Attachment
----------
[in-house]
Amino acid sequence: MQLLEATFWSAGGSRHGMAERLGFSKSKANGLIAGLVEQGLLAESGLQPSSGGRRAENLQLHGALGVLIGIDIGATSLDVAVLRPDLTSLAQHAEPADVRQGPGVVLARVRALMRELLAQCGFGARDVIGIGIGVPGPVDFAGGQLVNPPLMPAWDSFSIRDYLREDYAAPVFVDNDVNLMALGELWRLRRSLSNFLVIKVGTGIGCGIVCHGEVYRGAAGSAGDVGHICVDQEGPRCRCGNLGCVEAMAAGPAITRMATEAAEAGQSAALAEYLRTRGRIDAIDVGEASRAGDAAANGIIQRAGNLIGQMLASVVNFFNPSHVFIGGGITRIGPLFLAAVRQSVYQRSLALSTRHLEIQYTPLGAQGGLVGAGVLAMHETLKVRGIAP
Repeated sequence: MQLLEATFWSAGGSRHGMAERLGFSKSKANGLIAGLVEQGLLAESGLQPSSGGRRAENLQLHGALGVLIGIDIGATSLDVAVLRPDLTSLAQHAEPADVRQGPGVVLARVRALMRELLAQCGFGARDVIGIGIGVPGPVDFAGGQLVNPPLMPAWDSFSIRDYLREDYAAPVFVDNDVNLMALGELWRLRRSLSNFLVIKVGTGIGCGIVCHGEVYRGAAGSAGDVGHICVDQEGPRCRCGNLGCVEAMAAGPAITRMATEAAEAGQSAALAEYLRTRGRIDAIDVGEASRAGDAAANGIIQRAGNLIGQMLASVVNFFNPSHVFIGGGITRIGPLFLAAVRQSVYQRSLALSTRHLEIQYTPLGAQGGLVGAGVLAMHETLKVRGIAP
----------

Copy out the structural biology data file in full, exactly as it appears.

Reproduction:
[in-house]
Amino acid sequence: MQLLEATFWSAGGSRHGMAERLGFSKSKANGLIAGLVEQGLLAESGLQPSSGGRRAENLQLHGALGVLIGIDIGATSLDVAVLRPDLTSLAQHAEPADVRQGPGVVLARVRALMRELLAQCGFGARDVIGIGIGVPGPVDFAGGQLVNPPLMPAWDSFSIRDYLREDYAAPVFVDNDVNLMALGELWRLRRSLSNFLVIKVGTGIGCGIVCHGEVYRGAAGSAGDVGHICVDQEGPRCRCGNLGCVEAMAAGPAITRMATEAAEAGQSAALAEYLRTRGRIDAIDVGEASRAGDAAANGIIQRAGNLIGQMLASVVNFFNPSHVFIGGGITRIGPLFLAAVRQSVYQRSLALSTRHLEIQYTPLGAQGGLVGAGVLAMHETLKVRGIAP
Repeated sequence: MQLLEATFWSAGGSRHGMAERLGFSKSKANGLIAGLVEQGLLAESGLQPSSGGRRAENLQLHGALGVLIGIDIGATSLDVAVLRPDLTSLAQHAEPADVRQGPGVVLARVRALMRELLAQCGFGARDVIGIGIGVPGPVDFAGGQLVNPPLMPAWDSFSIRDYLREDYAAPVFVDNDVNLMALGELWRLRRSLSNFLVIKVGTGIGCGIVCHGEVYRGAAGSAGDVGHICVDQEGPRCRCGNLGCVEAMAAGPAITRMATEAAEAGQSAALAEYLRTRGRIDAIDVGEASRAGDAAANGIIQRAGNLIGQMLASVVNFFNPSHVFIGGGITRIGPLFLAAVRQSVYQRSLALSTRHLEIQYTPLGAQGGLVGAGVLAMHETLKVRGIAP